The Risen Gods officially took flight today - August 23. The first reviews to come in have been enthusiastic, and I hope to see more in the coming weeks. In the past, I would have relaxed for a while, contemplating the next book I might eventually get around to. Not this time.
School begins Monday, but I refuse to slow down on the writing. Book 3 is well underway, with a couple of surprising character moments in the opening chapters. My target to finish is December, with release sometime during winter. It's now a business.
However, finishing this second book in a series is only possible because I refused to give up on my childhood dream of writing novels. Of going to the stars. Of deciding that it's OK to remain a child at heart. I was certain this was the path when I was in my teens; but had anyone told me these stories wouldn't see the light of day for forty years, I'm sure I would have packed in those dreams. (Yet another reason for having no knowledge of the future.)
Back to the writing. Sam has just made two new friends. This isn't going to end well.
Time travel is fun until it's not. Often, it's a lazy attempt by a writer to unwind a stubborn knot in the story . Outside of Doctor Who, time travel more often than not proves to be an epic fail. Yet I can't think of a sillier rendition of it than what I saw this summer in Avengers: Endgame. If you are a fan of the Marvel universe, You probably cheered and cried for the epic conclusion of what 19 or so movies have been leading toward. You probably also ignored the ridiculous ramifications of this film's central plot device: Time travel. (Note: If you haven't seen the film you probably never will, which is why I'm going to spoil it here. Second note: I'm not an MCU fanatic and am at best a casual watcher).
In short: Big bad Thanos wipes out half of all living things in the universe (that's 3.8 billion humans, give or take). Good guys lose. How to fix it? Go back in time and make sure it never happened. Five years pass. A solution appears. But a few are selfish: I'll help you do this but I get to keep the family I've gained in the past five years. End result: Everyone (and thing) returns five years after vanishing. All of a sudden, half the Earth's population pops back into existence. The film ignores the chaotic, disastrous results of such a reality (did people who vanished while on airplanes reappear in mid-air and plummet to their second deaths?). Imagine all those scenes of: "Hey, honey, I'm home. ... Honey? Who's this woman? Whose baby is that?" Ruh-roh.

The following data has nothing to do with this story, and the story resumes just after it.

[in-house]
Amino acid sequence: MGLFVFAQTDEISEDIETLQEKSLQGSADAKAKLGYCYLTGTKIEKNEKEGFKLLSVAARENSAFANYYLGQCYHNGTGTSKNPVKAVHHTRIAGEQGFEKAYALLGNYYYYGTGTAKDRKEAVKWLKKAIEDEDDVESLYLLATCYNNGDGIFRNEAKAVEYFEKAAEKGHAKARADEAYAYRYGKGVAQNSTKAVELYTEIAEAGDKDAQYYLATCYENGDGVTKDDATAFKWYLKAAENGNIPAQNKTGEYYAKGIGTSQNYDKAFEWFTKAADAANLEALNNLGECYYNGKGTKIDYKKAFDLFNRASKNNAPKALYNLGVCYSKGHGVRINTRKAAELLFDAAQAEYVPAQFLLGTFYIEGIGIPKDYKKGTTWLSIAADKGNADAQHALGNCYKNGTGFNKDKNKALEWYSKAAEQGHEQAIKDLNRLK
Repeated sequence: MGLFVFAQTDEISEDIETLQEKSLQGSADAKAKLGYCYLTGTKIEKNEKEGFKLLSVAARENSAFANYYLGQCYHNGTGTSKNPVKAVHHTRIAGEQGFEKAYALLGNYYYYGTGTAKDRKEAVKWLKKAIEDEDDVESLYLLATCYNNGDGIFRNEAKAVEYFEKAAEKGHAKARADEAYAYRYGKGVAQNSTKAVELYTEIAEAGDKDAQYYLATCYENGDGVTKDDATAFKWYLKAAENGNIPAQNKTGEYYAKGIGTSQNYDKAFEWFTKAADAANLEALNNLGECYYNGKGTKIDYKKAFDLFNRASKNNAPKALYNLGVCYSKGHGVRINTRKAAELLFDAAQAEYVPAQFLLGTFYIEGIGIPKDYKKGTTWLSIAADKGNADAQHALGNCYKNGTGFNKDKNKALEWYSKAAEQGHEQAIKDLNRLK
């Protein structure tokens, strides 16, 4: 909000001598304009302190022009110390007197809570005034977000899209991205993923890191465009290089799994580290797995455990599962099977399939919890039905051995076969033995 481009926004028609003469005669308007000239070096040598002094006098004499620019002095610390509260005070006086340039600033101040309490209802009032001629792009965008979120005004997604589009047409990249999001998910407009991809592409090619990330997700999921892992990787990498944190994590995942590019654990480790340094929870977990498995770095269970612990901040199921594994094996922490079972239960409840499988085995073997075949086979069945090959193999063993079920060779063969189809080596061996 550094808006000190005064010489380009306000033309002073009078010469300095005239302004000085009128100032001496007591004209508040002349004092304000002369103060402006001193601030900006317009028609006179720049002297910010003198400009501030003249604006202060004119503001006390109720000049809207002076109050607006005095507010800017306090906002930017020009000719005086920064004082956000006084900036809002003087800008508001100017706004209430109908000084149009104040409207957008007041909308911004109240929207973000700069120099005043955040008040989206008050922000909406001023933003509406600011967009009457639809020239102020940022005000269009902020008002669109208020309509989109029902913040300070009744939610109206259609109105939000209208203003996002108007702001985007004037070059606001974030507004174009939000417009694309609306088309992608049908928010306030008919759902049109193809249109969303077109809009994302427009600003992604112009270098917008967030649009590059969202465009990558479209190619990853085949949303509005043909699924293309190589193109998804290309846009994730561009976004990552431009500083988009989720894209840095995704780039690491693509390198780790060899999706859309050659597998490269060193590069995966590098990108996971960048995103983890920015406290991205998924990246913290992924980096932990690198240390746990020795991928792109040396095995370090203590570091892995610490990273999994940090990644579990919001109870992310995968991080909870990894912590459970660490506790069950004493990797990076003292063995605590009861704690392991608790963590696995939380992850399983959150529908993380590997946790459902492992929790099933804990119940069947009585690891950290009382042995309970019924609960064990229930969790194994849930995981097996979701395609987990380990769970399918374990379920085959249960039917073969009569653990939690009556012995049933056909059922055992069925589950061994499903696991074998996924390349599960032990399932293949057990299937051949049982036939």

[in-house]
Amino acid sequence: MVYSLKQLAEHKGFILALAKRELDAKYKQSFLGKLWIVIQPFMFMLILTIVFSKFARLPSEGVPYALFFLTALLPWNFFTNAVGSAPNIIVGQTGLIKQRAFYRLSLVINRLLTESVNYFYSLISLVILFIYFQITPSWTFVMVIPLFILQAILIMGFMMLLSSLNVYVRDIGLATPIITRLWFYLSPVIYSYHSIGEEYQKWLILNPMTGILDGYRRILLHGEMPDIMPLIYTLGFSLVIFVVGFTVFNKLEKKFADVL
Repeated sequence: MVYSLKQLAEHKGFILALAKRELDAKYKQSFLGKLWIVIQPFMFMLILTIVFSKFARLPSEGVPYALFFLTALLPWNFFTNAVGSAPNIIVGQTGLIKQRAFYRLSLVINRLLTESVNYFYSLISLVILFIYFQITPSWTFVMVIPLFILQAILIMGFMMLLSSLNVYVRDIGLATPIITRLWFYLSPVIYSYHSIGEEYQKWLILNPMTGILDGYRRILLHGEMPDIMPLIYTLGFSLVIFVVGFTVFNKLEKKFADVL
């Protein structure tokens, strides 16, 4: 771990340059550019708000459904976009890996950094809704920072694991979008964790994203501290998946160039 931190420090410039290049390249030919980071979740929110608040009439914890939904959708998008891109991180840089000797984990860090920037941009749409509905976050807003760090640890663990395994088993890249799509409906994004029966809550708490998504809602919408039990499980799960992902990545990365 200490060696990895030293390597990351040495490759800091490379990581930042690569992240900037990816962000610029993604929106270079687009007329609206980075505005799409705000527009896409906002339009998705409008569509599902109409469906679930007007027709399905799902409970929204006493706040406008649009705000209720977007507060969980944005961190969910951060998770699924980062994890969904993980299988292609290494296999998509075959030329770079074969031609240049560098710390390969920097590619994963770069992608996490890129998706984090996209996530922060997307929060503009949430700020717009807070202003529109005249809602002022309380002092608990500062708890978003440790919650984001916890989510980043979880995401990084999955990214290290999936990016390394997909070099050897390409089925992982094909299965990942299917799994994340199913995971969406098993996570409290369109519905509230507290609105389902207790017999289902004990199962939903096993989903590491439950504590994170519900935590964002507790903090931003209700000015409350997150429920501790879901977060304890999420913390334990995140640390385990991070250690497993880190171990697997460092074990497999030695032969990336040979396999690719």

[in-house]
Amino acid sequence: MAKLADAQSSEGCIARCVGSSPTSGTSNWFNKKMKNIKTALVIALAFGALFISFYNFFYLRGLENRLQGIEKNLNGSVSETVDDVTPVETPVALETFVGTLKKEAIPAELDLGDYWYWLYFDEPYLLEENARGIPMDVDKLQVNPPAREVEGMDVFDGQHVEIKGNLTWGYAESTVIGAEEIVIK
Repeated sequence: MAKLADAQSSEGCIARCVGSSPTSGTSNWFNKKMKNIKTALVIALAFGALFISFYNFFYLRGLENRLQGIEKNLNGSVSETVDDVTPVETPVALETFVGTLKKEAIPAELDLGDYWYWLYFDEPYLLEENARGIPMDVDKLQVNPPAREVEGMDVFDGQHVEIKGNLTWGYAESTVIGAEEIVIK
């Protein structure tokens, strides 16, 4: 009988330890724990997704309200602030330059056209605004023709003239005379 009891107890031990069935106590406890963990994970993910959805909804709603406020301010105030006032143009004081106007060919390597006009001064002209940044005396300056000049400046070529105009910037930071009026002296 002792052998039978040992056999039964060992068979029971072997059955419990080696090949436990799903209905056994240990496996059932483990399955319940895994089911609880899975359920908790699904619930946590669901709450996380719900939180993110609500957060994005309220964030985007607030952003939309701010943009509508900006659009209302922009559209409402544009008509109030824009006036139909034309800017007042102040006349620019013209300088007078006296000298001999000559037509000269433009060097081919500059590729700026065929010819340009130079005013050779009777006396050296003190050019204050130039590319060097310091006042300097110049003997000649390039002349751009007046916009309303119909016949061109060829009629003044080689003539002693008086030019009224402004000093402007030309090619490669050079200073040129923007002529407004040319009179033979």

I've been tempted to play with time myself, but never to reset a plot. When I have used it (usually altering events by fractions of a second), I don't shy away from showing the disastrous consequences (the end of The Last Everything). If you really want to see the devastating consequences of time travel in action, please binge the stunning, intricate, and incredibly absorbing Dark on Netflix. You'll be glad you did.
Now. I will go back in time and delete this blog entry for something more interesting. (You can do that, too. Just pretend you never read this. No, really. It works.)
How do opening and closing lines make us feel? Does the beginning set unrealistic expectations of what's to come? Does the final line require a level of drama commensurate with what came before? And if it doesn't accomplish this, does it take the wind out of the novel?
You can find lists of the so-called greatest opening and closing lines in history. Just Google them. People qualified (and not) have their own takes. If you're looking for any answers here, look again. I will say this: I do have a tendency (like many writers, I'm sure) to redo the opening lines many times before achieving satisfaction. Really, that's all one can hope. I've stopped trying to find that perfect remedy to hooking a reader. As long as the intrigue on page one is sufficient to push the reader along to page two, then the job is done. Next up is page 2's responsibility to carry the load. As for endings? These I don't tend to beat myself up about. For one, if I got you that far, I must have done something right. Two, I want you to feel satisfied with the total piece. It would be like if you watched a two-hour film and focused all your rage, frustration, or unbridled joy on the final image at the expense of the complete work.
I prefer to think of opening and closings as lines that validate the tone I'm trying to set in the moment, and nothing more. With Book 2 of The Impossible Future series coming out in August, I thought I'd post the first and last lines of books 1 and 2. They are not spoiler-ish, but they do reflect a different tone. And boy, these two books are nothing alike.
From The Last Everything's beginning: Marlena Sheridan brought one son and one monster to this version of Earth because the fool she married sought adventure. The ending: A wash of golden, late-day sunlight cut through the forest. The dust cloud disappeared.
From The Risen Gods' beginning: Jamie Sheridan sensed his humanity peeling away like thin sheets of sun-ravaged skin. The ending: “I’m coming for you, dude. Get my speed?”
As I write this, a certain somebody is speaking in front of the Lincoln Memorial with a wide variety of tanks on display. I suppose that's one way to think about independence. I guess. Another form of independence is taking place in my living room, where 15-year-old Misty (pictured here) is slumbering in her favorite spot because hey, she has well earned freedom from silly rules about lying on the furniture. Now that's the life.